Content marketing is a relatively new-fangled way of saying you gotta produce informative, educational stuff for people to read, watch, and absorb.
The ‘they” are your prospective investors and clients. The place they see your content is on your website, and on your blog, LinkedIn profile, Facebook business page, and in face-to-face presentations.
The first time I heard the term “content marketing” a few years ago I thought someone was pulling my leg.
Did it mean that all of the brochures, investors guides, newsletters, magazines, fact sheets, flyers, mailers, email marketing, one-pagers, performance reviews, presentations, press releases, print ads, television spots, and radio and TV spots I’d created or produced for financial services companies before 2010 or so was somehow “content-free?”
I didn’t think so.
The term “content marketing” is an effective rebranding of what marketers have been doing since the dawn of marketing. A major difference is the abundance of ways we now have of getting a firm’s message to prospects.
What Is Content Marketing?
According to the Content Marketing Institute (CMI), “Content marketing is a strategic marketing approach focused on creating and distributing valuable, relevant, and consistent content to attract and retain a clearly-defined audience — and, ultimately, to drive profitable customer action.”
Content marketing’s purpose is to attract and retain customers by consistently creating relevant and valuable content with the intention of changing or enhancing consumer behavior.
Does Content Marketing Work?
Says the Custom Content Council: 90% of consumers find custom content useful and 78% believe the organizations behind the content are interested in building good relationships.
In a separate study by the CMI, “70% of consumers say content marketing makes them feel closer to the sponsoring company.” In addition, Roper Public Affairs reported that 80% of business decision-makers prefer to get company information in a series of articles versus an advertisement. while 60% said that company content helps them make better product decisions.
So content is good.
How To Create Lots of Content
Planning, developing, and promoting your Fund’s content can be difficult and time consuming, especially for smaller companies that may not have the resources to hire a content team.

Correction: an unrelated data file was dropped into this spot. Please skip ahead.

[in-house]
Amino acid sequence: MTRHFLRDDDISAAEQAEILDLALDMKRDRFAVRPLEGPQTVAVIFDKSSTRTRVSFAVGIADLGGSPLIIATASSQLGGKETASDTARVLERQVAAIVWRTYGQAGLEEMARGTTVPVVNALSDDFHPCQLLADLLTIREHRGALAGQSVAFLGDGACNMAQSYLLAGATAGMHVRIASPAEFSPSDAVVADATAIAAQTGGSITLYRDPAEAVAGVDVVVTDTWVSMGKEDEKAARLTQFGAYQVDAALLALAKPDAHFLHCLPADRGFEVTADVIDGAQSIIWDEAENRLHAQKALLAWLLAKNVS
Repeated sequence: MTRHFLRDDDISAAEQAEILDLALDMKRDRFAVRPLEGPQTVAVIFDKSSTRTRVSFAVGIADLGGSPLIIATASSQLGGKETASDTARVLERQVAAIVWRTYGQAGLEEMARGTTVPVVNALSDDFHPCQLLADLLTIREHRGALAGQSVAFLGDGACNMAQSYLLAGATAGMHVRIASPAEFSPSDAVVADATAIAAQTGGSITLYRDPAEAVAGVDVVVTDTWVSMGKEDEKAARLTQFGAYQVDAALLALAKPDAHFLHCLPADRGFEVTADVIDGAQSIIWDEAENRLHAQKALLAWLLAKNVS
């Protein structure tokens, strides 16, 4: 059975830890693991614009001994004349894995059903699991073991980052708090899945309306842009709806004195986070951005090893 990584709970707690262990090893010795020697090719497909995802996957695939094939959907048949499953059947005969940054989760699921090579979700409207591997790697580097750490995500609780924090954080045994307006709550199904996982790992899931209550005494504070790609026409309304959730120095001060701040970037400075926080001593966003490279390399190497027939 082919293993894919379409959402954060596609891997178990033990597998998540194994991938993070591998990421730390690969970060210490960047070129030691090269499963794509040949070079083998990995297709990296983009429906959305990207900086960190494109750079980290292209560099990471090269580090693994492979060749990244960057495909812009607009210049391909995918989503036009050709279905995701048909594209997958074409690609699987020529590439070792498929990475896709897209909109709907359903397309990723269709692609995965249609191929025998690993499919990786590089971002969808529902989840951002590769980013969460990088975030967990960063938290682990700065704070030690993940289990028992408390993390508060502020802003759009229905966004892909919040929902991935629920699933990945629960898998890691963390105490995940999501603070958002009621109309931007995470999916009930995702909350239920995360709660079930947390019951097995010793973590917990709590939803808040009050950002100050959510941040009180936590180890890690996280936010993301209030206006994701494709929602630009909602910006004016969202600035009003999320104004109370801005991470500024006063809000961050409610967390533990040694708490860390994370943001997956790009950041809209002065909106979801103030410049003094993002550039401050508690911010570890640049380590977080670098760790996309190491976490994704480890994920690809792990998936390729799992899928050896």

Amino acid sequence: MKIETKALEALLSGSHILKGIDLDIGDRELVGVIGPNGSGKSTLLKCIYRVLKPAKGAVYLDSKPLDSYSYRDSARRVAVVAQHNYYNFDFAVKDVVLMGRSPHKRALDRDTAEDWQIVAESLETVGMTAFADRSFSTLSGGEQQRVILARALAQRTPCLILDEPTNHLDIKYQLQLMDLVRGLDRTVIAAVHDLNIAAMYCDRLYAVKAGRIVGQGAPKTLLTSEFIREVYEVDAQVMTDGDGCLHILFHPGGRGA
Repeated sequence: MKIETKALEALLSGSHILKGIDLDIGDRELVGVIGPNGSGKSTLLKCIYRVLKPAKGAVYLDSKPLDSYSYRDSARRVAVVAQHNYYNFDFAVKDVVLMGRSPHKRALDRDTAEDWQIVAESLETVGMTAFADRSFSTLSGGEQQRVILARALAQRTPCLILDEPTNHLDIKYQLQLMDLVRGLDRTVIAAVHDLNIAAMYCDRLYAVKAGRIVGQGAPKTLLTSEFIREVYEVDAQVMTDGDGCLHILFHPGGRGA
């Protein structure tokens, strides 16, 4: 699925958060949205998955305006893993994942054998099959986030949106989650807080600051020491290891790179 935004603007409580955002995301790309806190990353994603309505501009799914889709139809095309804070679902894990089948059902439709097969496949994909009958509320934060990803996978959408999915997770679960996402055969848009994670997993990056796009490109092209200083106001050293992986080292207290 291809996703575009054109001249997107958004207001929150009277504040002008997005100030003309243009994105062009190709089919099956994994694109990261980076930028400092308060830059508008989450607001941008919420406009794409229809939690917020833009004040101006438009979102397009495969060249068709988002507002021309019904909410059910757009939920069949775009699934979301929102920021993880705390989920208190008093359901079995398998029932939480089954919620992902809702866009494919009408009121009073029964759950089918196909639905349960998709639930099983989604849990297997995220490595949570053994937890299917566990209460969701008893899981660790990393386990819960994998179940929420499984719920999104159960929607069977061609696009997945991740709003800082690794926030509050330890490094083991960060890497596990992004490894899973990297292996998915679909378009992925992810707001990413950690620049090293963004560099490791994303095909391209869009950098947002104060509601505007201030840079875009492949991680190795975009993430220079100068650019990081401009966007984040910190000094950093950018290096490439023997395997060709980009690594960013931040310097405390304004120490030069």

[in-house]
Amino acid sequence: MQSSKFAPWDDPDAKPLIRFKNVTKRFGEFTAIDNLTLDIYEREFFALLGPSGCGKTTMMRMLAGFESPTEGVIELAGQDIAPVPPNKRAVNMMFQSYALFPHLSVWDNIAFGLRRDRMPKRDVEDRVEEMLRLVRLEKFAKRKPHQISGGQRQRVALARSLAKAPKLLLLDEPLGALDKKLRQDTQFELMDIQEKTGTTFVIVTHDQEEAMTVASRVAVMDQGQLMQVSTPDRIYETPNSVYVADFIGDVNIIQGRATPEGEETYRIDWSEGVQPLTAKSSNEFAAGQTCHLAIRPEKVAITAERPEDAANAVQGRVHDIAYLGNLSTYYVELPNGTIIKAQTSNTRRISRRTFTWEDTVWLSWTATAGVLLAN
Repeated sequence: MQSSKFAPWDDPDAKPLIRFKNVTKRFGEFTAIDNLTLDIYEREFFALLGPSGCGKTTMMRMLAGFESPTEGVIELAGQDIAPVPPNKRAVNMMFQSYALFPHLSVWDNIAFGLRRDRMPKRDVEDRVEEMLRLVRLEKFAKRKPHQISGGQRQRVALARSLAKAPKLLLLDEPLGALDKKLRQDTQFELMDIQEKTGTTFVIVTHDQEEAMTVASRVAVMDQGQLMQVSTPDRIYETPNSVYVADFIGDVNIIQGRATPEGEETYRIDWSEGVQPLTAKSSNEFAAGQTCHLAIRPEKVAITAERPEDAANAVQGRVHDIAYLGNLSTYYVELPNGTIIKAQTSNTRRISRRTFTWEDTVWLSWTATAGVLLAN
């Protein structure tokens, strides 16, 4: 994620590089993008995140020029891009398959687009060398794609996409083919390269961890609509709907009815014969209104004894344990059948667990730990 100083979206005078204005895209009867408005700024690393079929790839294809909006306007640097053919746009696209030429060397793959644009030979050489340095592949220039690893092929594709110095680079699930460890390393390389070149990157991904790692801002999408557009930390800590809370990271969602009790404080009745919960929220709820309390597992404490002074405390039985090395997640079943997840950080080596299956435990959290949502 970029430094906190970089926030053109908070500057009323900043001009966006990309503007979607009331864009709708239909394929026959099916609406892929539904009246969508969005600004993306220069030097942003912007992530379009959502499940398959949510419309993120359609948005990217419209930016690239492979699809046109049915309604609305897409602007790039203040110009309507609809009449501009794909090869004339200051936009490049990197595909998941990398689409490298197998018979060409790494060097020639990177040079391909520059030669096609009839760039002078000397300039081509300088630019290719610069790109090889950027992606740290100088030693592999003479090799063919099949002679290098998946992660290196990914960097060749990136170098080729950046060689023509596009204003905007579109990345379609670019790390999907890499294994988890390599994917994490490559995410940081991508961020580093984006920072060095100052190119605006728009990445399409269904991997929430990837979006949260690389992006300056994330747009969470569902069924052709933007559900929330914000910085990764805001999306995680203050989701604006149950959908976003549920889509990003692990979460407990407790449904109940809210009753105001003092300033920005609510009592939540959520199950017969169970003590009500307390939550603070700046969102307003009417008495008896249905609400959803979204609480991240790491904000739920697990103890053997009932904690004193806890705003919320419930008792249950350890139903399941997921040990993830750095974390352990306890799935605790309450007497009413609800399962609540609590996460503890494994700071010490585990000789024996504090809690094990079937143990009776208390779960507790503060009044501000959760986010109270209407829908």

So, brainstorm. Have professionals think it, write it, and design it. Base your stories on your buyer personas…who your ideal customers are in terms of demographics, buying habits, and personalities.
Who Creates The Content?
For smaller firms with limited budgets, the answer to who creates the content is either it gets done in-house by the firm’s principals, or is outsourced to an agency that specializes in investment marketing. Another option, of course, is that nobody does any marketing.
How Do You Distribute The Content?
Blog it, link it, webcast it, SlideShare it…so many media distribution channels that did not exist even twenty years ago: blogs, eBooks, infographics, motion graphics, and websites, of course.
For some start-up and mid-sized investment managers, social media is a must-do distribution tool: Facebook, LinkedIn, Twitter, Instagram. For other managers, whose prospective clients may not use social media now, these distribution channels may not make strategic sense.
Modern marketers should be effective content marketers, too. What do our potential investors want to get from investment managers (and marketers in general)?
Content marketing for alternative investment firms (and Registered Investment Advisors) may offer an effective solution that can bolster your credibility, and establish trust and inform and educate potential investors.
This is so whether you find them via the retail RIA, independent, or wirehouse sales channels, or via institutional investors and pension plans, or simply with friends and family.